ruins around cusco

Next stop: Cusco, and old friends.

I hate to have to admit this, but I'm a bit jaded on the ruins front. After ancient Mesopotamia I can't help but wonder why the Incas didn't figure out how to stack stones until 600 years ago, but maybe I set my expectations too high. But there is actually a ton more to see in and around Cusco than Machu Picchu - the Incas were still super-prolific stone-stackers, plus there's cool mountains and rolling hills and llamas galore. And everything has cool names (Quechua is a very cool-sounding language). I highly recommend taking at least a few days to explore, if nothing else because you can only buy entrance as a pricey-ish package deal, so use it or lose it! I'm only showing the highlights here, because... these are all I got around to see.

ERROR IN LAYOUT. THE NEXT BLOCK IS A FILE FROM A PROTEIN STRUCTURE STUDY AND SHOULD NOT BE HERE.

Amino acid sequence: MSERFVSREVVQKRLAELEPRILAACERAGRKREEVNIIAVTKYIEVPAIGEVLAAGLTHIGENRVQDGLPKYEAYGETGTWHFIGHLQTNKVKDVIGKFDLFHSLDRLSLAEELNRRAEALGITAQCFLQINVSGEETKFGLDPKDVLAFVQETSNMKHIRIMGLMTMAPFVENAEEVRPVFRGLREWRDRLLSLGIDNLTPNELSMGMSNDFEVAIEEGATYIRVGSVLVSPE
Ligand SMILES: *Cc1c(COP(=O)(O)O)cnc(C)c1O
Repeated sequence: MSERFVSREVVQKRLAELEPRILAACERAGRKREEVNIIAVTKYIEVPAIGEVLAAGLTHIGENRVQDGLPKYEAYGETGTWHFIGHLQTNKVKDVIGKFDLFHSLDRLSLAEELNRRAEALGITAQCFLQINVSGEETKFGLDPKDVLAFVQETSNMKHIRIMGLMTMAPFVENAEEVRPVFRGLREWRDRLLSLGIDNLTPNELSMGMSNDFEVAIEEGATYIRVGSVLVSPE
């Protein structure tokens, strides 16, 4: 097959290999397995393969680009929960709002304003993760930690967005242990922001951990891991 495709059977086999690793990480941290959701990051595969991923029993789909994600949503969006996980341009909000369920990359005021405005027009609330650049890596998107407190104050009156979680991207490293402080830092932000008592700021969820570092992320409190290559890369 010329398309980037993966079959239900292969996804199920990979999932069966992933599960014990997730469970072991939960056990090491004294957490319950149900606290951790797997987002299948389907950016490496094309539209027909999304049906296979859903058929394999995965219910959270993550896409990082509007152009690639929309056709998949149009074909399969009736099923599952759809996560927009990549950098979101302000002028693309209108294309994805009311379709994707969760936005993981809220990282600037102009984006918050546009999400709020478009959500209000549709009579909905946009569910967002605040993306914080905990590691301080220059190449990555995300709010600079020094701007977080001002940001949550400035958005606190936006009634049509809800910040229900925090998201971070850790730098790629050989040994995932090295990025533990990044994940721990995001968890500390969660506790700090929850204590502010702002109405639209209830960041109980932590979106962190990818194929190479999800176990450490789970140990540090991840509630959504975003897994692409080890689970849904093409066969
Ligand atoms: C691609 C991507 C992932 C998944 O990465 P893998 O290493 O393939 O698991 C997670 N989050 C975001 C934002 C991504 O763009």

First, there is Sacsahuamán, seen below with Cusco in the background - because it's actually just a short hike up from the city! It's actually just some walls with a view, but what is particularly impressive about Incan walls is how perfectly they carved the stones to fit together, with who-knows-what technology. Plus if it's windy you can get some pretty dramatic gusts up on that hill - great time to pose for those shivering supermodel-style Christmas card photos.

Then because of limited time, we chose to go for Moray (that circle thang) and the salineras (salt fields). We took a combi/colectivo out a bit and then hired a car for S/.60 (about USD$30) between the two of us to take us around for the next 2 hours to the two different sites and wait. Moral of the story: bring more friends because then it's cheaper to split. Even though I'm more of a sweet tooth, I have a strange affinity for naturally-occuring salt deposits. Plus you can always grab a giant chunk and bring it home, and then you can season at least one tomato salad by Argentinian standards, harhar.

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